The feasibility of sustaining LSRs is largely determined by the capacity of the author team (e.g., personnel, resources and commitment) and the flow of new evidence that is generated.4 Our suggested reporting approach is predominantly manual. Automation is often proposed to help reduce the workload and could be particularly beneficial for the searching, deduplication and screening components of LSRs. From our experience as information professionals (MIM, SM), overall automation is currently not possible. However, we elucidate the possibility for automation of these three tasks in the following.

First, with regard to searching, we are not aware of any tool that can fully automate running ready-designed searches from several licensed or free access databases and export results into one file. Automating this part of the search process should be explored through collaborations between systematic review tool developers and database vendors. Implementation should be feasible, at least with the freely available sources, such as PubMed, and WHO International Clinical Trials Registry Platform, assuming appropriate application programming interfac s (APIs) are in place. In addition, specialised databases such as the Cochrane COVID-19 Study Register and Epistemonikos’ L·OVE platform25 26 have helped to reduce sources to be searched when identifying evidence during the pandemic.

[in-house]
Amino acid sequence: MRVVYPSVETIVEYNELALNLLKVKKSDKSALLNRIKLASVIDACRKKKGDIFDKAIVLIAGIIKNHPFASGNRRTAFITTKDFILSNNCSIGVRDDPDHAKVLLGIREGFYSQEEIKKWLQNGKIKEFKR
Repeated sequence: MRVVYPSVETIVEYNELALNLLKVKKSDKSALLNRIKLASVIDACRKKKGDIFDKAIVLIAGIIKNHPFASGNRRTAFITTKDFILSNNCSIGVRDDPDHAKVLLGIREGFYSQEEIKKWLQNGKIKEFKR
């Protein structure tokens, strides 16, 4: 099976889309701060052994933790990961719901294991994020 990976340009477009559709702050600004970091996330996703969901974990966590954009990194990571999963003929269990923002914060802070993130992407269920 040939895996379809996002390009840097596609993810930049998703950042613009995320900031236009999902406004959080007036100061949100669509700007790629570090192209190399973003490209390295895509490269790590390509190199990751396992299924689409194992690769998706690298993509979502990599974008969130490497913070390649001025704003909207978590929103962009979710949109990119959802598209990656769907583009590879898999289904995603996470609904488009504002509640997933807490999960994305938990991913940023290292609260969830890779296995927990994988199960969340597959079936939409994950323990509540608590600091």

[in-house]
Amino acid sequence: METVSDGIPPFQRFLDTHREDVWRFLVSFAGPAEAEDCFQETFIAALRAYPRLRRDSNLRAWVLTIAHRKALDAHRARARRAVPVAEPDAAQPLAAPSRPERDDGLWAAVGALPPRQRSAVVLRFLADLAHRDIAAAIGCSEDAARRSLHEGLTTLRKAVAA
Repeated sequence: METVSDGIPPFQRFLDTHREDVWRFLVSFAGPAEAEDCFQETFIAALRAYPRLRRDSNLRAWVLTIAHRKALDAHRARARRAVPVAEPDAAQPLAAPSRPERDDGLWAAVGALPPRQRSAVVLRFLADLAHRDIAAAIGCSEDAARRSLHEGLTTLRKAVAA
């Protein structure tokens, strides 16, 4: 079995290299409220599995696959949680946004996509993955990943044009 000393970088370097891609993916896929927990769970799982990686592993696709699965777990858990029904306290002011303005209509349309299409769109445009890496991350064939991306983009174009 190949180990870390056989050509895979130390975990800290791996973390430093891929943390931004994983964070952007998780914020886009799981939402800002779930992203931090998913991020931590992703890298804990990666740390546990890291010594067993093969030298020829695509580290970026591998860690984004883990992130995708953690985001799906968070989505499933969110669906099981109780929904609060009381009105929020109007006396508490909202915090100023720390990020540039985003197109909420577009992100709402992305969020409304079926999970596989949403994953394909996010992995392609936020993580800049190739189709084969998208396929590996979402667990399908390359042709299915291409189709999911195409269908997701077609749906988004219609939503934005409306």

Second, concerning deduplication, important progress has been made in recent months. New and refined tools such as Deduklick27 and the SRA Deduplicator ( can now assist with the maintenance of LSRs by semi-automating the removal of duplicates between databases within each search iteration as well as removing already screened records from an update search.